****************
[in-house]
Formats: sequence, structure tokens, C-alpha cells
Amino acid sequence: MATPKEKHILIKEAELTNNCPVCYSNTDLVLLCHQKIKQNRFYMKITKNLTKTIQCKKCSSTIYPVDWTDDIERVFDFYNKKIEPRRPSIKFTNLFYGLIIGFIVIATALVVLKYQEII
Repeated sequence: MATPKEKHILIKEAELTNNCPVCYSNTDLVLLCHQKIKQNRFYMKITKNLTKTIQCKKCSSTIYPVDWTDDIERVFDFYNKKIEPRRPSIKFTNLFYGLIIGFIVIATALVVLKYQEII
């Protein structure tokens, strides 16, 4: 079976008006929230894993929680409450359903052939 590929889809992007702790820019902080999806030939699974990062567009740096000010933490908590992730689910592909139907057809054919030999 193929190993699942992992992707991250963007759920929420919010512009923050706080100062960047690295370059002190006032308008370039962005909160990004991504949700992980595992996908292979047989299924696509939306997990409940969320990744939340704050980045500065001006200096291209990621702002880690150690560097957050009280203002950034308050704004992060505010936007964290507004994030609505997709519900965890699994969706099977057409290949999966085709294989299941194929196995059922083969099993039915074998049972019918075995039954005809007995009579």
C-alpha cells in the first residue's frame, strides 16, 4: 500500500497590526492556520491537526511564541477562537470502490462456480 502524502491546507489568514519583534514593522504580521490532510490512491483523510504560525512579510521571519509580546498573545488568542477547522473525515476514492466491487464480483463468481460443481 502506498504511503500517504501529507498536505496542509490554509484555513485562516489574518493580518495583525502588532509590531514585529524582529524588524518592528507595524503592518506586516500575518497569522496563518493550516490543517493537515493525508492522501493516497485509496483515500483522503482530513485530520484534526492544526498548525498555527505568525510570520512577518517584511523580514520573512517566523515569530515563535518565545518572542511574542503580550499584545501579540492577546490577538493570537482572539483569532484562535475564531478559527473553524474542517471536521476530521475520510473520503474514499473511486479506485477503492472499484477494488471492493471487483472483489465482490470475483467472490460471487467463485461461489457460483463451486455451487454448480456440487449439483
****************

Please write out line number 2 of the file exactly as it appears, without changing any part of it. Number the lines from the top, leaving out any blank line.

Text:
Formats: sequence, structure tokens, C-alpha cells